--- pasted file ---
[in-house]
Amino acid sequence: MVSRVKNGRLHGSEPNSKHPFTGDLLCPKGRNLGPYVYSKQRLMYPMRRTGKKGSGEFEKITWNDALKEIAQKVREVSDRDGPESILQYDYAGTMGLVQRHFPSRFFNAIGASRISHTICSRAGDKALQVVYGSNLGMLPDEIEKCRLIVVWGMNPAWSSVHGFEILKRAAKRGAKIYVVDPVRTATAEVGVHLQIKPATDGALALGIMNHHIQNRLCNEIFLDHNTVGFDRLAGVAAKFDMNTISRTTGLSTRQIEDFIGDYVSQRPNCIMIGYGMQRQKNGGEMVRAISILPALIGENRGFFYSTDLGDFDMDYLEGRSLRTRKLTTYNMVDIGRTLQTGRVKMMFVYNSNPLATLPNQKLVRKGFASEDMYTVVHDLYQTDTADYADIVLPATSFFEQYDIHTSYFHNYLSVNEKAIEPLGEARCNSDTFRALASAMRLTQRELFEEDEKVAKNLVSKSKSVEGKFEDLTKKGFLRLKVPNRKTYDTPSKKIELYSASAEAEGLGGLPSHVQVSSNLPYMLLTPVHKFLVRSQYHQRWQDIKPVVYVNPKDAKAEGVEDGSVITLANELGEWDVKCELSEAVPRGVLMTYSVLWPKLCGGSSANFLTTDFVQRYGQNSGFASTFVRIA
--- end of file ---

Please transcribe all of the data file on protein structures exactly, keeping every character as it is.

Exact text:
[in-house]
Amino acid sequence: MVSRVKNGRLHGSEPNSKHPFTGDLLCPKGRNLGPYVYSKQRLMYPMRRTGKKGSGEFEKITWNDALKEIAQKVREVSDRDGPESILQYDYAGTMGLVQRHFPSRFFNAIGASRISHTICSRAGDKALQVVYGSNLGMLPDEIEKCRLIVVWGMNPAWSSVHGFEILKRAAKRGAKIYVVDPVRTATAEVGVHLQIKPATDGALALGIMNHHIQNRLCNEIFLDHNTVGFDRLAGVAAKFDMNTISRTTGLSTRQIEDFIGDYVSQRPNCIMIGYGMQRQKNGGEMVRAISILPALIGENRGFFYSTDLGDFDMDYLEGRSLRTRKLTTYNMVDIGRTLQTGRVKMMFVYNSNPLATLPNQKLVRKGFASEDMYTVVHDLYQTDTADYADIVLPATSFFEQYDIHTSYFHNYLSVNEKAIEPLGEARCNSDTFRALASAMRLTQRELFEEDEKVAKNLVSKSKSVEGKFEDLTKKGFLRLKVPNRKTYDTPSKKIELYSASAEAEGLGGLPSHVQVSSNLPYMLLTPVHKFLVRSQYHQRWQDIKPVVYVNPKDAKAEGVEDGSVITLANELGEWDVKCELSEAVPRGVLMTYSVLWPKLCGGSSANFLTTDFVQRYGQNSGFASTFVRIA